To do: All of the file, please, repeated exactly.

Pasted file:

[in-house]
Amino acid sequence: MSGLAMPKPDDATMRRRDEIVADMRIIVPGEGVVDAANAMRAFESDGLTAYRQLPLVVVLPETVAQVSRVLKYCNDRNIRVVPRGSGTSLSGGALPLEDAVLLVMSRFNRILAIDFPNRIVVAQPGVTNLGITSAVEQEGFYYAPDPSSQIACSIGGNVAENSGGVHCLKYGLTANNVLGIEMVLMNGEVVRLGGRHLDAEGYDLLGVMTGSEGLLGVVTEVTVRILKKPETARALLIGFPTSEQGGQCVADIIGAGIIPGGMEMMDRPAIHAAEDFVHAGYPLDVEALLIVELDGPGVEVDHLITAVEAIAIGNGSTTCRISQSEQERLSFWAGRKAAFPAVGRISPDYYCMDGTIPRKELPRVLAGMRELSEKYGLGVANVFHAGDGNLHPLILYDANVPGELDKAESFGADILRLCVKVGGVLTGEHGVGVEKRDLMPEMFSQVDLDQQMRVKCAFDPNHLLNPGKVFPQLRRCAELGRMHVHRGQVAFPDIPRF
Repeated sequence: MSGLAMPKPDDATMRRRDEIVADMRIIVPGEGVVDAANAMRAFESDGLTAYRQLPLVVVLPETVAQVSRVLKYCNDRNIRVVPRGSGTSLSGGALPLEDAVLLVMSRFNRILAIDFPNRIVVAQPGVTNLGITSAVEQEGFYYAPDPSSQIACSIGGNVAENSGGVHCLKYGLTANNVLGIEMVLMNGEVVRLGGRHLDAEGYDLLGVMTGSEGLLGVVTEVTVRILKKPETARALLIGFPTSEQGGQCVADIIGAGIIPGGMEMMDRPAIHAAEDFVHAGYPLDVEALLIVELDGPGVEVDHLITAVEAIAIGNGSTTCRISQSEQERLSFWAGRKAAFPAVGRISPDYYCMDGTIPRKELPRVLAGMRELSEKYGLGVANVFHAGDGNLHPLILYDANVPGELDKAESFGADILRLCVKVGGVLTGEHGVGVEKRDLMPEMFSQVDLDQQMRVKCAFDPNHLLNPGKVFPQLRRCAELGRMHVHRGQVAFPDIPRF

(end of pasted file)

[in-house]
Amino acid sequence: MSGLAMPKPDDATMRRRDEIVADMRIIVPGEGVVDAANAMRAFESDGLTAYRQLPLVVVLPETVAQVSRVLKYCNDRNIRVVPRGSGTSLSGGALPLEDAVLLVMSRFNRILAIDFPNRIVVAQPGVTNLGITSAVEQEGFYYAPDPSSQIACSIGGNVAENSGGVHCLKYGLTANNVLGIEMVLMNGEVVRLGGRHLDAEGYDLLGVMTGSEGLLGVVTEVTVRILKKPETARALLIGFPTSEQGGQCVADIIGAGIIPGGMEMMDRPAIHAAEDFVHAGYPLDVEALLIVELDGPGVEVDHLITAVEAIAIGNGSTTCRISQSEQERLSFWAGRKAAFPAVGRISPDYYCMDGTIPRKELPRVLAGMRELSEKYGLGVANVFHAGDGNLHPLILYDANVPGELDKAESFGADILRLCVKVGGVLTGEHGVGVEKRDLMPEMFSQVDLDQQMRVKCAFDPNHLLNPGKVFPQLRRCAELGRMHVHRGQVAFPDIPRF
Repeated sequence: MSGLAMPKPDDATMRRRDEIVADMRIIVPGEGVVDAANAMRAFESDGLTAYRQLPLVVVLPETVAQVSRVLKYCNDRNIRVVPRGSGTSLSGGALPLEDAVLLVMSRFNRILAIDFPNRIVVAQPGVTNLGITSAVEQEGFYYAPDPSSQIACSIGGNVAENSGGVHCLKYGLTANNVLGIEMVLMNGEVVRLGGRHLDAEGYDLLGVMTGSEGLLGVVTEVTVRILKKPETARALLIGFPTSEQGGQCVADIIGAGIIPGGMEMMDRPAIHAAEDFVHAGYPLDVEALLIVELDGPGVEVDHLITAVEAIAIGNGSTTCRISQSEQERLSFWAGRKAAFPAVGRISPDYYCMDGTIPRKELPRVLAGMRELSEKYGLGVANVFHAGDGNLHPLILYDANVPGELDKAESFGADILRLCVKVGGVLTGEHGVGVEKRDLMPEMFSQVDLDQQMRVKCAFDPNHLLNPGKVFPQLRRCAELGRMHVHRGQVAFPDIPRF